The best option these days for a high-side load switch is either an integrated load switch, or a discrete job with a PMOS.
At the same RdsON, PMOS will be slower than NMOS (higher Qg) and use more silicon area, which is why integrated switches often use a NMOS driven by an integrated charge pump.
Since switching speed is not important, using a PMOS is not really a performance disadvantage.
I won't repeat the schematic for a discrete PMOS high side switch as it can be found everywhere, for example here.
I will consider maximum switch current for LM2733 as 1.5A from datasheet, so if we put the switch on the input, we need an 1.5A switch at least. If we put it on the output, its current rating can be lower. This depends on your load current.
Note that if the switch is on the input, it has to be BEFORE the input cap of the boost converter. The input cap C6 on your schematic should be very close to the boost chip, do not put the switch between them.
Full VBAT range is 3.7 - 8V
OK, this is important. If we put a PMOS switch on the input, we want it to be fully ON with a Vgs corresponding to the lowest input voltage. So we should select a 2.5V drive PMOS. If we put a PMOS which is ON with Vgs=5V but not with Vgs=3.7V then it will not work...
Let's go integrated first. Pop up the search engine: TPS22810 a nice little chip with integrated charge pump, about 80mOhm NMOS plus accessories in a neat package, takes logic input, very simple to use. This would work well on the input side. Good thing with a NMOS and charge pump chip is that the RdsON does not depend on input voltage, which is a plus.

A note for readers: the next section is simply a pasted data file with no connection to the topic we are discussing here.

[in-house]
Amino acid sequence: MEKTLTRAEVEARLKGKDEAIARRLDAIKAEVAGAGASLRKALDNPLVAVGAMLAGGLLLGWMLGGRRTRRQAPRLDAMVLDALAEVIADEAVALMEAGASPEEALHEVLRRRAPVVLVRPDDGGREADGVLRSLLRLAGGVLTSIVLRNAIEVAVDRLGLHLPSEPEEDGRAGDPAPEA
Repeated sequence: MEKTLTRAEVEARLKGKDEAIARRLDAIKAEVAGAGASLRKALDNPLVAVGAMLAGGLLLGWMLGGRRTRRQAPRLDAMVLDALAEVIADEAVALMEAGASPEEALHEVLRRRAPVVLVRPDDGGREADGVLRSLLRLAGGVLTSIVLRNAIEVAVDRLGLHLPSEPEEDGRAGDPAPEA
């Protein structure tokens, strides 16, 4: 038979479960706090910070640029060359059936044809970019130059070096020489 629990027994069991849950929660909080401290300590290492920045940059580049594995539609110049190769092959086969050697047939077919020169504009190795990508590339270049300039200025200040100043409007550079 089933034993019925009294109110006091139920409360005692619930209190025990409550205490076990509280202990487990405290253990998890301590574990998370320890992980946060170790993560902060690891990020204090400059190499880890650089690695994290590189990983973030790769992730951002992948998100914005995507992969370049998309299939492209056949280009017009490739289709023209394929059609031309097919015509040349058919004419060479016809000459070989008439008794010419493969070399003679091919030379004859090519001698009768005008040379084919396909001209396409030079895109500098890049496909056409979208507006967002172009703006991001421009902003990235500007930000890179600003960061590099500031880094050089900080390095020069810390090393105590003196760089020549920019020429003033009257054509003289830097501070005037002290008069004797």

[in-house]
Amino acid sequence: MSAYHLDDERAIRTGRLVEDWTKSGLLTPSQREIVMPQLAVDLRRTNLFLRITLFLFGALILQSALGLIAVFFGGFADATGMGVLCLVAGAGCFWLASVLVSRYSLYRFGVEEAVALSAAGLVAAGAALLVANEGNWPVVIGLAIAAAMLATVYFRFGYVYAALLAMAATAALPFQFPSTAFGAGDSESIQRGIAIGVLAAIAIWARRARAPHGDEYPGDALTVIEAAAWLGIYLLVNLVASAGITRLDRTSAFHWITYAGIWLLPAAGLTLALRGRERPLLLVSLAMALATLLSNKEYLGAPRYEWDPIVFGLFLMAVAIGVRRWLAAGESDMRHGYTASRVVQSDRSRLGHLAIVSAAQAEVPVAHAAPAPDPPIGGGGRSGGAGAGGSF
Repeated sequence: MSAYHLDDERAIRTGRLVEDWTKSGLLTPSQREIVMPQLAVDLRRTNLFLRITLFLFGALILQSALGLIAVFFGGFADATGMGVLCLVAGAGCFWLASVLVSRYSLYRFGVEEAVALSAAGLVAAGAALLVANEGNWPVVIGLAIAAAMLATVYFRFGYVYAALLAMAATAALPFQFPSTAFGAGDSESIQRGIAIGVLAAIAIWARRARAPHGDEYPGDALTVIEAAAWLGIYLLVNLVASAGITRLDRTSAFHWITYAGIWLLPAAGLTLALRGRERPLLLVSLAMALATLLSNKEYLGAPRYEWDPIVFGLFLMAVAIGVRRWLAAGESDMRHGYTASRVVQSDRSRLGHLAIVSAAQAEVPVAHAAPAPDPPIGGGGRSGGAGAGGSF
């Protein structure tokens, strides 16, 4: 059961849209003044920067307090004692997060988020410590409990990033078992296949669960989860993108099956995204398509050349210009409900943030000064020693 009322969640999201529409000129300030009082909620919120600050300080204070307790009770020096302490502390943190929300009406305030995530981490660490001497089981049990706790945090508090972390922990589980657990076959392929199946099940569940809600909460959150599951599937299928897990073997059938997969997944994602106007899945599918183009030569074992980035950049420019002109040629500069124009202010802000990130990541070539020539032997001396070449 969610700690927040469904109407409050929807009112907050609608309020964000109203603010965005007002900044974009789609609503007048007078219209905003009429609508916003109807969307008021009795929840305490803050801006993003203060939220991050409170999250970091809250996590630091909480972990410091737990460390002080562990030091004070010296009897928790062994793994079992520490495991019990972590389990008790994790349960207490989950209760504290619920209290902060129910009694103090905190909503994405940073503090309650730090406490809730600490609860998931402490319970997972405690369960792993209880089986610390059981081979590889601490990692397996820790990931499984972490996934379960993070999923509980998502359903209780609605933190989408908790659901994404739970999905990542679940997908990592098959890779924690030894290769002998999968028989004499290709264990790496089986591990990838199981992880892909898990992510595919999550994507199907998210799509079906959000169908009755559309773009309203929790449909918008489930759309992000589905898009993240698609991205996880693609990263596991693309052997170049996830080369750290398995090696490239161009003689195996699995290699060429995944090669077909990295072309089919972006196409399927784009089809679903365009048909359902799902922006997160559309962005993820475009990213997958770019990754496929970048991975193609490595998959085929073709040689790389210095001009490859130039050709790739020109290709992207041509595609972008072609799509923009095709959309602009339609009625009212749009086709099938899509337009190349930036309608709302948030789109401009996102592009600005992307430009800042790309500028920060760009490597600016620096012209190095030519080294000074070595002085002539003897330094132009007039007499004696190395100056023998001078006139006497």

If you want to put it on the output side, you can use an automotive load switch like this one. Since this is the voltage range used in automotive electronics, you'll get lots of options.
If you want to go discrete, on the input side the most important thing is to select a PMOS which will actually turn on with the lowest battery voltage, so you need tyo go there and select "drive voltage" <= 2.7V or something like that.
Here's a PMOS that would work. Note the datasheet specs RdsON < 64mOhm for Vgs 2.5V. So it is guaranteed to turn on at 2.5V. If it is not specified, then it is not guaranteed...
Now you can also put the switch on the output of course, and you need to put it AFTER the output capacitors C8/C9. Again, do not put the switch between the boost chip and its caps. In this case select a PMOS for 30V or more and suitable RdsON. You will need to ensure its maximum Vgs voltage rating is not exceeded though, so you will need to add a Zener to the high-side switch schematic above.
We could even do it like so:
simulate this circuit – Schematic created using CircuitLab
In this one, when the boost delivers enough volts on the output, something like the Zener voltage plus whatever is needed to turn on the FET, it will turn on. With only 8 volts, it will turn off due to the zener. I'm only mentioning this one as a quick hack since it will use a lot more idle current than a proper load switch, and also the FET can enter linear mode and burn if the output is overloaded and the voltage sags. So much for the elegant hack.
Also, some boost converters have a fully-OFF feature. They include an extra FET to block the current path from input to output when turned off.